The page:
Geo-Economics and Politics

Post-truth politics isn't inevitable. This is why

The shadow of a woman is cast at the Old Building of Bank of Japan's head office in Tokyo October 29, 2014. With just five months left before Governor Haruhiko Kuroda's self-imposed deadline for banishing deflation, the Bank of Japan is preparing for failure, and the first casualty could be its facade of board unity. Picture taken October 29, 2014. To match Insight JAPAN-ECONOMY/ REUTERS/Toru Hanai (JAPAN - Tags: BUSINESS TPX IMAGES OF THE DAY) - RTR4C3KX

Image: REUTERS/Toru Hanai

Ngaire Woods
Dean, Blavatnik School of Government, University of Oxford
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"Take back control” has been an intoxicating rallying call to voters, not just in Britain but in the United States and many other parts of the world. People are “making themselves heard” in elections and referendums. Their votes are signalling that they no longer trust or feel linked to establishment politicians and institutions. For politicians, the quick fixes of direct democracy and nativism are proving difficult to resist. Yet these will erode democracy. The necessary alternative is to renovate democratic politics, and fast.

On 23 January 2013, when David Cameron announced a referendum on the UK’s membership of the European Union, he declared, “It is time for the British people to have their say.” Likewise, across the world, other leaders who have to take difficult ­decisions are referring issues to the public. In Colombia, it was the peace deal that took four years to negotiate; in Hungary, it was immigration policy; in Italy, constitutional reform. In the United States, “ballot propositions” are continually put to the electorate. As a voter in California remarked, “Along with my vote for president, I had to answer 41 ballots.”

When elected politicians hold referendums to give people a say, it is surely a sign that the foundations of democracy are weak. In Britain, as in many other democracies, people have their say in various ways. They form associations or join political parties or unions; they lobby; they write to newspapers; they take part in television discussions; they write to the Prime Minister; they vote in local, regional and national elections. They badger their local MP, church or school. If these no longer work, the solution is not to offer citizens the chance to answer a one-off question.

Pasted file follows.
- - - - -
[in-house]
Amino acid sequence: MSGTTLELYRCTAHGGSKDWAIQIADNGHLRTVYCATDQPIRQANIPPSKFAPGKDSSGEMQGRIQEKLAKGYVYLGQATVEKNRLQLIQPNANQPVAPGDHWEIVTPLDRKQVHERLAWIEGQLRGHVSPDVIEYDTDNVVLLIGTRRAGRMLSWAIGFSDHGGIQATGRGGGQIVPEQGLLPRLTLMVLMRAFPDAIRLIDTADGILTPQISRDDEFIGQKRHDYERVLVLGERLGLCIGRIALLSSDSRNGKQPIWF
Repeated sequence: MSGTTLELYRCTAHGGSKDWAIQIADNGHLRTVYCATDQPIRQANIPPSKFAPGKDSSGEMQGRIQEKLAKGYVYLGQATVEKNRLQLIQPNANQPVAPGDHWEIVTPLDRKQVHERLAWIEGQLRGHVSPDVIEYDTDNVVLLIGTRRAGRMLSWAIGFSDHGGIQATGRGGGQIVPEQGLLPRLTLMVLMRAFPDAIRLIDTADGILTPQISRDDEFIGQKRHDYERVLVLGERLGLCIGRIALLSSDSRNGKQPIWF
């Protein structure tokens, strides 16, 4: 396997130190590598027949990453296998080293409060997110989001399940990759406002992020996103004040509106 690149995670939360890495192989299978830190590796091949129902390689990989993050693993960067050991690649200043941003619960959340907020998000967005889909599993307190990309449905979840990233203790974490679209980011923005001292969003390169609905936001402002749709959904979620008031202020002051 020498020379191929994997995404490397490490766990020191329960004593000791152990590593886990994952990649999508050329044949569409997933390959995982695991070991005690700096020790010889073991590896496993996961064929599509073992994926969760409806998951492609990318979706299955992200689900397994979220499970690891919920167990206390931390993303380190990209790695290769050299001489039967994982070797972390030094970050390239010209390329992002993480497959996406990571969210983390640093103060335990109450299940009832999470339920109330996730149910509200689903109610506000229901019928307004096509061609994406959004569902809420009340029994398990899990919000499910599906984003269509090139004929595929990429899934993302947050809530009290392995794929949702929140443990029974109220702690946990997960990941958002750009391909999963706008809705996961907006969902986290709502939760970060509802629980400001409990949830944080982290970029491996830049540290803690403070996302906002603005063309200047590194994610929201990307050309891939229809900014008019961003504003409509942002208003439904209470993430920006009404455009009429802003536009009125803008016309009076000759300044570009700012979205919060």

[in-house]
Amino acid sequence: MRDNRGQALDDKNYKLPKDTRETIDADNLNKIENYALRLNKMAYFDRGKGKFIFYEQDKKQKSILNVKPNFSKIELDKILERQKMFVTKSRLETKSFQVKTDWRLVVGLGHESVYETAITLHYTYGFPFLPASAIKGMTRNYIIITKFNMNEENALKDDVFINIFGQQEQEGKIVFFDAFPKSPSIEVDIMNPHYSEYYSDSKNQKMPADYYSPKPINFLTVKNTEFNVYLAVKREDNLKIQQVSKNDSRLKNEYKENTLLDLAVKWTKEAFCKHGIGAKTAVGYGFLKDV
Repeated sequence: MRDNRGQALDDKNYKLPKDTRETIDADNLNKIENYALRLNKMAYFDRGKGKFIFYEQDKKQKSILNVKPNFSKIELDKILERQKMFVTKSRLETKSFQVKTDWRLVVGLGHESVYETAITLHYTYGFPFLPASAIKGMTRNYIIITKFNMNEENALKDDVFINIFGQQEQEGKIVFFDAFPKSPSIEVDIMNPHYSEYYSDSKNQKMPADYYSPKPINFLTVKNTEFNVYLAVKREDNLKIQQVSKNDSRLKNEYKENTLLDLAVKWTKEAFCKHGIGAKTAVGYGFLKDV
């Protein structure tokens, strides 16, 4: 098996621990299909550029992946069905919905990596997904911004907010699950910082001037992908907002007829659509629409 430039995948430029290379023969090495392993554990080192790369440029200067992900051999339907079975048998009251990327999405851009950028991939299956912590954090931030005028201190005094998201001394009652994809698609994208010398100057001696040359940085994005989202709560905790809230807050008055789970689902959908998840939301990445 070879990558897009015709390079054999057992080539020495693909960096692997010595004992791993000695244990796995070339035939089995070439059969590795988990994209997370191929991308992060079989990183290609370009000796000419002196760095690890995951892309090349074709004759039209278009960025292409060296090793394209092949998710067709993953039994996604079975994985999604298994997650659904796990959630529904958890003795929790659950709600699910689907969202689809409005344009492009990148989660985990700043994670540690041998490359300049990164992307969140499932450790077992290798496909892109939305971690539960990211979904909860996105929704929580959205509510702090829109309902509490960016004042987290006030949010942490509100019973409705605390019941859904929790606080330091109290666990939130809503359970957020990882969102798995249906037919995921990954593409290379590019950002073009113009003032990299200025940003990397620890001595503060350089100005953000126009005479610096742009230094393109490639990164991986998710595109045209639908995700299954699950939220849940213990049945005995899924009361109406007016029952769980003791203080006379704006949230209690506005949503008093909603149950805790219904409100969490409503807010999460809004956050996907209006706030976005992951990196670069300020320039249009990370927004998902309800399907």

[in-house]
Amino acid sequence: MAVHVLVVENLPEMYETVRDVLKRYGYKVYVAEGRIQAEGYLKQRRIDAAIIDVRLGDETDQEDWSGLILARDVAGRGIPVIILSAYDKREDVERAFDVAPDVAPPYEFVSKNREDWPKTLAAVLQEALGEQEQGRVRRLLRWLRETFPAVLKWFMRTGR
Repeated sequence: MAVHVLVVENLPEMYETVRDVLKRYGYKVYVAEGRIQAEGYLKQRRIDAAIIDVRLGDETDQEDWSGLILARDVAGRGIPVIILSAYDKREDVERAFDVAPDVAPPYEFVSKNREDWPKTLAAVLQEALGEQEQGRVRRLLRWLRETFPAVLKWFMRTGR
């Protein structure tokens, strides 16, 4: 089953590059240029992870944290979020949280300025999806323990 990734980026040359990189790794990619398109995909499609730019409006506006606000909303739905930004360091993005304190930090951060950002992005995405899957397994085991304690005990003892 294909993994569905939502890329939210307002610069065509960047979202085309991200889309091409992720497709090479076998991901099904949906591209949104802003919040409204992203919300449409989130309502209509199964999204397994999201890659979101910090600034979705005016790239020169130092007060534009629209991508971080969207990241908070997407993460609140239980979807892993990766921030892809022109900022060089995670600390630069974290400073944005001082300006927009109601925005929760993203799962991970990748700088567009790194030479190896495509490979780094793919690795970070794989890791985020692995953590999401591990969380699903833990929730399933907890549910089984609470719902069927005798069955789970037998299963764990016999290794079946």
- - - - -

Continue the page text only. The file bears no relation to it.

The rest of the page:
Referendum results are seldom a reliable indication of voters’ specific preferences in response to the one-off question. When in March this year New Zealand offered its citizens a chance to choose between two national flags, many voted for or against the design as a way of voting either for or against the prime minister (who had made his preference clear), or they voted for or against the process by which the selection was made.

Referendums, however, have more pernicious effects. They tempt politicians to replace their duty to make decisions carefully with a crude majoritarianism. Demo­cracies have derived ways to avoid this. Representative democracy requires politicians to balance competing interests and to take minorities into account. In Colombia, a tiny majority of half a percentage point was opposed to the peace agreement. “The six million of us who voted Yes also should be heard,” said Freddy León, a 25-year-old engineer who marched after the outcome, holding a candle in his fist. “This is a way for us to show the impotence we feel.”

Worst of all, referendums permit politicians to avoid responsibility. When Cameron launched the 2016 referendum, he said, “It is time for us to settle this question about Britain and Europe.” But who is the “us” who should settle such questions? The word “referendum” means to refer something. And politicians – as we are seeing all over the world – love to refer things, particularly to avoid consequences that would be detrimental to their career or party.